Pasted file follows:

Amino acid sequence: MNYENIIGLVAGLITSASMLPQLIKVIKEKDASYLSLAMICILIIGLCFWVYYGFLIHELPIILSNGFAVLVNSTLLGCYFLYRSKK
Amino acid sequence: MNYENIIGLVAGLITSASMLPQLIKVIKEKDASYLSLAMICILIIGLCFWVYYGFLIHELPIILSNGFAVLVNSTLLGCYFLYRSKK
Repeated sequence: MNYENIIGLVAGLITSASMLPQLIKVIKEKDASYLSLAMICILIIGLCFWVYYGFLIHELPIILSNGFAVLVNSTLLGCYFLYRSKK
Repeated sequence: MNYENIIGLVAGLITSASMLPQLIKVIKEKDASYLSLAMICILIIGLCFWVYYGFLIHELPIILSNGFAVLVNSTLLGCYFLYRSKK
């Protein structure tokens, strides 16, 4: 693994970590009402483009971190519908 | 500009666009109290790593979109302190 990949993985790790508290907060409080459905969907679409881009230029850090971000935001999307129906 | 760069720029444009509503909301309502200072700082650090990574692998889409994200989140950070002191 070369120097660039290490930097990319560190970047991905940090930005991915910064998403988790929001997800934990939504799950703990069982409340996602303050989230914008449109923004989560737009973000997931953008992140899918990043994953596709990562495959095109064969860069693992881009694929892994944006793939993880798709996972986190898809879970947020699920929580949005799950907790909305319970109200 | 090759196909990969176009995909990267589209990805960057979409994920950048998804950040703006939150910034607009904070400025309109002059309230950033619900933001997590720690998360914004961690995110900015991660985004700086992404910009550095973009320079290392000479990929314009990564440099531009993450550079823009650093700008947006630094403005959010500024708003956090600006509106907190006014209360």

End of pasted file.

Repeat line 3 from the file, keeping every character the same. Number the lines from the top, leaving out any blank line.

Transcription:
Repeated sequence: MNYENIIGLVAGLITSASMLPQLIKVIKEKDASYLSLAMICILIIGLCFWVYYGFLIHELPIILSNGFAVLVNSTLLGCYFLYRSKK